At one point, a boat-tailed grackle landed on the railing of the boat. She swooped in on this teachable moment and explained that there are many fewer birds here than there used to be. They used to be plentiful. Bird populations are a bellwether of the overall health of the Everglades ecosystem. Scientists from Audubon Florida reported a 28 percent decline in wading bird nesting between 2013 and 2014 in the Everglades. At 53 years of age, Osceola has seen a lot of change in her lifetime.
Toward the end of our ride, we spotted a nearby alligator. She looked at it seriously and made a kind request that it not eat us. You’ve got to let them get home so they can tell your story, she told the alligator.
Just north of Osceola in Fort Myers, Michael McGrath has been working hard to coordinate grassroots efforts across the state against the roads. McGrath is an organizer for the Florida chapter of the Sierra Club, and though he is only in his mid-20s, he is a passionate authority on these roads. Oscar suggested I speak to him, as another young voice in this fight. I chuckled a bit when I noticed how often McGrath used the word “boondoggle” to describe M-CORES, but I soon realized that this was the buzzword of this toll roads fight. McGrath grew up in Volusia County and has watched Florida become increasingly developed throughout his life.
“It scares the heck out of me,” he told me. He wants future generations of Floridians to be able to experience “real Florida” and worries that won’t be possible if the roads are built. This is not only a concern for personal enjoyment of natural spaces but an economic concern as well.
Already, millions of dollars have been poured into the task force process that has allowed for input from various interest groups along the path of the proposed roads. The current Senate president, Wilton Simpson, who has previously stated his support for the roads, is now tasked with reassessing whether or not the state can afford to designate funds to M-CORES.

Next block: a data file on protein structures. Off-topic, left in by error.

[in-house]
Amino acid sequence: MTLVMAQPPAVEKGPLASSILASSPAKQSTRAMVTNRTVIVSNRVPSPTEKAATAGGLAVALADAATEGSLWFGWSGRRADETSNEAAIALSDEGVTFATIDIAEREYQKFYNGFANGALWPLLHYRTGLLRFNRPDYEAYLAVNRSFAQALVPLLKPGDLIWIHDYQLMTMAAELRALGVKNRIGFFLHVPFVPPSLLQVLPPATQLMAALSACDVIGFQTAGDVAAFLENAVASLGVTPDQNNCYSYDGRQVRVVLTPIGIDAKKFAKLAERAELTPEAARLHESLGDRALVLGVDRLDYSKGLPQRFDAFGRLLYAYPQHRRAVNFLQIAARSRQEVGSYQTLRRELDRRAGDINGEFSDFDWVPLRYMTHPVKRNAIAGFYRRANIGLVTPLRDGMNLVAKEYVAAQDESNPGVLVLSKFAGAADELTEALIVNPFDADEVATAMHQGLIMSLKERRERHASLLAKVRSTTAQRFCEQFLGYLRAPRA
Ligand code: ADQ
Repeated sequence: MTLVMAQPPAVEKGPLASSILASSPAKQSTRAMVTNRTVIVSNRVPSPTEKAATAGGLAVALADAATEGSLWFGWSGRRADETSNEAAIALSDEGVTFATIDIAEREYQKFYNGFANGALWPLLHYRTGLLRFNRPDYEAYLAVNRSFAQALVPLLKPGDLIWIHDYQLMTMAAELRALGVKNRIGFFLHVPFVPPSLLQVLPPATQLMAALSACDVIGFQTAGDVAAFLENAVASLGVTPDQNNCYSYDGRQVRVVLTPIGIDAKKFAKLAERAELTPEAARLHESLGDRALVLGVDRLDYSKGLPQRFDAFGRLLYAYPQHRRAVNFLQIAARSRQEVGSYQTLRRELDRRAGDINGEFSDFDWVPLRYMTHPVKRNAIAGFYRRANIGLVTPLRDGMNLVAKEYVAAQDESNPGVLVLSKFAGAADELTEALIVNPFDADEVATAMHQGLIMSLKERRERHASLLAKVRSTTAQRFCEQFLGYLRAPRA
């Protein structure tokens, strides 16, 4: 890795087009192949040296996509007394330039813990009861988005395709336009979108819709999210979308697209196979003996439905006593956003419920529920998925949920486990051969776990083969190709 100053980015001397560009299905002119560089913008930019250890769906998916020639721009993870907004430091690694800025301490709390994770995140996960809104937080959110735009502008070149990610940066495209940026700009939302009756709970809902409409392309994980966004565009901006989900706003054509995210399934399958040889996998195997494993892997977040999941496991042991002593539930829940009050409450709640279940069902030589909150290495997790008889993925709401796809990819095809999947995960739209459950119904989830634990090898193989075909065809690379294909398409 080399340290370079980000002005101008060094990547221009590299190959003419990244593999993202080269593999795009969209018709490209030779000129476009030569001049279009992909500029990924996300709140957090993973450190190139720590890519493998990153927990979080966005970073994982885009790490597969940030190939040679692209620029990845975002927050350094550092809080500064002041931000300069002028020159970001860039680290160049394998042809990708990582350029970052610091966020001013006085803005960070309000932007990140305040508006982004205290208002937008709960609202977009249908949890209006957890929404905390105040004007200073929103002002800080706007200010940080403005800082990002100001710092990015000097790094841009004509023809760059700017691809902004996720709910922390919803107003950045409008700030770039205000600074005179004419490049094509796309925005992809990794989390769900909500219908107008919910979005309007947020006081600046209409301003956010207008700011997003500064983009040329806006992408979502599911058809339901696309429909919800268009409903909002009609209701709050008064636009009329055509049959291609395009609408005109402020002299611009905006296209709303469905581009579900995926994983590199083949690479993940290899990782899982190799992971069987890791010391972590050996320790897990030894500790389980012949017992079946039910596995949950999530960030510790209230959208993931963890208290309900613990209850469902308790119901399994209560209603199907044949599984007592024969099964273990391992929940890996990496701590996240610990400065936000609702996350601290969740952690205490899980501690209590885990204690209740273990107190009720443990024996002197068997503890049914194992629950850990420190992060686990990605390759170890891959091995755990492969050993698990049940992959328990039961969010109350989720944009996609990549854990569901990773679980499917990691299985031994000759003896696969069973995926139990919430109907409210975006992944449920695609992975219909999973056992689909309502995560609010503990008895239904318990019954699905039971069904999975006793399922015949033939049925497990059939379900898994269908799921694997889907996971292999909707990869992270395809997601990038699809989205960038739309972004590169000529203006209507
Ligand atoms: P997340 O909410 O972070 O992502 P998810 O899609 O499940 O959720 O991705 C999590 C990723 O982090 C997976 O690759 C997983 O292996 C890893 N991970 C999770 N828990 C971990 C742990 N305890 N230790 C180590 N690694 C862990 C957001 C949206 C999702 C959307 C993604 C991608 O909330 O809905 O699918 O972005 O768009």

On the Florida Department of Transportation (FDOT) website for M-CORES, some of the intended benefits of the roads include “hurricane evacuation, congestion mitigation, trade and logistics, and broadband, water, and sewer connectivity.” The website also outlines how they will protect the environment and how local residents can provide input on the roads through the implementation of task forces with public meetings in all regions where the roads are being considered.
Despite the purported transparency in this process and the plethora of benefits that FDOT touts, many Floridians, McGrath included, feel the process has been deceptive. Oscar would agree on this point but would probably use much stronger language to explain it. Some claim the task force process, which transitioned to online when the pandemic began, has existed more for appearance than for actual public input and, since the pandemic, has accelerated processes unfairly.
When I asked for clarification on this point, McGrath emailed me a letter in a press release from May of 2020 that explained how these online meetings were in violation of Florida’s Sunshine Law, which outlines the extent of open government and capacity for public participation. Written by the president of the First Amendment Foundation, the letter acknowledges that the switch to online webinars was done out of concern for safety during the pandemic. It goes on to suggest that the process has violated the law, which suggests that a meeting be postponed if technical difficulties prevent individuals from participating.